Minoo Nalawalla

Dear Friends,

The reason you are reading this is because I have committed to everyone, my family and myself, the welfare of Zoroastrian community by standing as a candidate in the Bombay Parsi  Panchayat Election 2015. I am a 69yr old retired journalist, and have worked very closely with the late Busybee – Behram Contractor at Afternoon newspaper. Family and friends call me a community activist.

Born in Surat, our family moved to Mumbai just after Independence and we settled in the quaint lanes of Dadar Parsi Colony. We lived there for close to 45 years before we moved on to another area. Quite clearly, DPC has seen my childhood, youth, middle-age and more. I studied at JB Petit Technical School, Pune and pursued Mechanical Engineering. I am married to a wonderful wife and have one son who is an entrepreneur and Radio-Jockey himself.

My career has been a mixed bag and diverse. Having spent close to two decades as a journalist, I have also been part of Bollywood film industry, manufacturing units, and hospitality sector. In 2009, I also stood as an MLA candidate (independent) Colaba constituency with a single agenda – To shake our community from National politics and push our youth to stand for municipal as well as national elections, something that our community has refrained from over the past few decades. We are a community who have been active participants in nation building, but that’s somewhere got diminished, but thankfully not disappeared. It’s the same thought that has got me to stand for the elections, which are much closer and prominent for our community members.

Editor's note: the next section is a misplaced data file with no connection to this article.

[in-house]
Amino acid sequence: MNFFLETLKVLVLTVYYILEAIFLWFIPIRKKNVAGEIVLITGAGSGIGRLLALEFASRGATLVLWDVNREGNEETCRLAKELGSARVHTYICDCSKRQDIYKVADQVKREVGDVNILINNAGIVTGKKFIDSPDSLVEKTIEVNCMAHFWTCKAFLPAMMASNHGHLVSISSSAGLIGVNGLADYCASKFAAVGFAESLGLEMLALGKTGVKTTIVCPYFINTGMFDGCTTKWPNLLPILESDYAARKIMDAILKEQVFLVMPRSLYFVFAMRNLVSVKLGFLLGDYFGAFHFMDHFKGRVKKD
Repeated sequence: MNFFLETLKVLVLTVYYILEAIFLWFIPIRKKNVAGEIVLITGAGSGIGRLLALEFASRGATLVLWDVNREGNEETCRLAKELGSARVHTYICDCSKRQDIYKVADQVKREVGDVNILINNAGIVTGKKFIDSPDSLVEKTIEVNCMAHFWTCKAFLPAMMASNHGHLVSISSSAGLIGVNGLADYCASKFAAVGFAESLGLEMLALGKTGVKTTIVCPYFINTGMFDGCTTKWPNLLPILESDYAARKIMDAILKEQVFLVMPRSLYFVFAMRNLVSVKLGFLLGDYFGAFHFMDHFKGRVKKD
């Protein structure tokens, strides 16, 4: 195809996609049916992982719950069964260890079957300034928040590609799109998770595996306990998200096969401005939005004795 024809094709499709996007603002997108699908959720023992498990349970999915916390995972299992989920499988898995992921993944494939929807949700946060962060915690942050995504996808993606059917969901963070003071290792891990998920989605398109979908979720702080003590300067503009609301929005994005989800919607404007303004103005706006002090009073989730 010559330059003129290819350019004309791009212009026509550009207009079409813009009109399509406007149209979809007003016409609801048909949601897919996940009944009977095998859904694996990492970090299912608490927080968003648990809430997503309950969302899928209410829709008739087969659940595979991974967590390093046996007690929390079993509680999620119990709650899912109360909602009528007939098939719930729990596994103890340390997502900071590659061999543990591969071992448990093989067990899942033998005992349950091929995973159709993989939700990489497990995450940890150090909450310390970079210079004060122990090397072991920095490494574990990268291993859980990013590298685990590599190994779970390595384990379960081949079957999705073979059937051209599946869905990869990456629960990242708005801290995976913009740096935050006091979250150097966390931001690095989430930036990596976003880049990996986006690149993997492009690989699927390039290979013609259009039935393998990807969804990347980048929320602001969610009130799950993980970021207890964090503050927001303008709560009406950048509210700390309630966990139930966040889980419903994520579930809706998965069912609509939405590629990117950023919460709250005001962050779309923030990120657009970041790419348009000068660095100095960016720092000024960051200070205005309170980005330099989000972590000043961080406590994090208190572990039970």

We have all witnessed the malfunctioning of our BPP office, especially since the past seven years. This was brought to light not just by community publications but mainstream media as well, which in turn has been a huge embarrassment for each of us. Within the BPP office too, one gets to notice unprofessional, snooty and biased behavior to community members especially the old and the ones with limited means. Many made to wait for hours and at times days because our so-called eminent trustees seemed so busy with their own business and professional life.

Being a retired professional, I feel it’s my responsibility to shake things for the betterment and therefore want to stand for one word – WELFARE – of the community. I am aware the BPP office has become synonymous with corruption and other insinuating terms, but trust me – AT 69, MONEY IS THE LAST THING ON MY MIND. At an age where one would love to retire with their family I am willing to give up the pleasures, roll my sleeves up and do the job myself.


I am NOT power hungry but highly motivated. Team or no team, I can get things done..